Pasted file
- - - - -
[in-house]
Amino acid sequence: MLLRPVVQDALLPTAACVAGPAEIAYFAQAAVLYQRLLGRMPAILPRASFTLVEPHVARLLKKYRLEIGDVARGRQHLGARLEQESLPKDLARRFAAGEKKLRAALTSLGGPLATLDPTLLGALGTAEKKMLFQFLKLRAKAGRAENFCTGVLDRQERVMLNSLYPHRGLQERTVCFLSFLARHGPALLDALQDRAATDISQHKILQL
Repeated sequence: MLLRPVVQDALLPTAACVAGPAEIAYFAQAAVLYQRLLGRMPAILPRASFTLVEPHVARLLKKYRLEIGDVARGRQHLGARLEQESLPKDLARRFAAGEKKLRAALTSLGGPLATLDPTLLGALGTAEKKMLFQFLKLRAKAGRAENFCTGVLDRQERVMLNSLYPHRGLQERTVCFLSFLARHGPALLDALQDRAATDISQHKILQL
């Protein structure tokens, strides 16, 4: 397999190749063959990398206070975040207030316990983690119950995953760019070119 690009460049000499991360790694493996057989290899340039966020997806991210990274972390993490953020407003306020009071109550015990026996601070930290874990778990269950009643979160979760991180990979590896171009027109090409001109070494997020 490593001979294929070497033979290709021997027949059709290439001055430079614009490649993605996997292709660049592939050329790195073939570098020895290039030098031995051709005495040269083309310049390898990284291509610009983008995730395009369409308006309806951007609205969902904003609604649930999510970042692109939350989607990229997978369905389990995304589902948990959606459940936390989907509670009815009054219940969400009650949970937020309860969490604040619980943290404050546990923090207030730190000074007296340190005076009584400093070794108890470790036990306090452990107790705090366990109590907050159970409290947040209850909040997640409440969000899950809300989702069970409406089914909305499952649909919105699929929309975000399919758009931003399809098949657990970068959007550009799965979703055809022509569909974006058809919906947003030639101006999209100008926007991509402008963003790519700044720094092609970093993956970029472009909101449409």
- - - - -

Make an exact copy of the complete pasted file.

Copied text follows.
[in-house]
Amino acid sequence: MLLRPVVQDALLPTAACVAGPAEIAYFAQAAVLYQRLLGRMPAILPRASFTLVEPHVARLLKKYRLEIGDVARGRQHLGARLEQESLPKDLARRFAAGEKKLRAALTSLGGPLATLDPTLLGALGTAEKKMLFQFLKLRAKAGRAENFCTGVLDRQERVMLNSLYPHRGLQERTVCFLSFLARHGPALLDALQDRAATDISQHKILQL
Repeated sequence: MLLRPVVQDALLPTAACVAGPAEIAYFAQAAVLYQRLLGRMPAILPRASFTLVEPHVARLLKKYRLEIGDVARGRQHLGARLEQESLPKDLARRFAAGEKKLRAALTSLGGPLATLDPTLLGALGTAEKKMLFQFLKLRAKAGRAENFCTGVLDRQERVMLNSLYPHRGLQERTVCFLSFLARHGPALLDALQDRAATDISQHKILQL
């Protein structure tokens, strides 16, 4: 397999190749063959990398206070975040207030316990983690119950995953760019070119 690009460049000499991360790694493996057989290899340039966020997806991210990274972390993490953020407003306020009071109550015990026996601070930290874990778990269950009643979160979760991180990979590896171009027109090409001109070494997020 490593001979294929070497033979290709021997027949059709290439001055430079614009490649993605996997292709660049592939050329790195073939570098020895290039030098031995051709005495040269083309310049390898990284291509610009983008995730395009369409308006309806951007609205969902904003609604649930999510970042692109939350989607990229997978369905389990995304589902948990959606459940936390989907509670009815009054219940969400009650949970937020309860969490604040619980943290404050546990923090207030730190000074007296340190005076009584400093070794108890470790036990306090452990107790705090366990109590907050159970409290947040209850909040997640409440969000899950809300989702069970409406089914909305499952649909919105699929929309975000399919758009931003399809098949657990970068959007550009799965979703055809022509569909974006058809919906947003030639101006999209100008926007991509402008963003790519700044720094092609970093993956970029472009909101449409």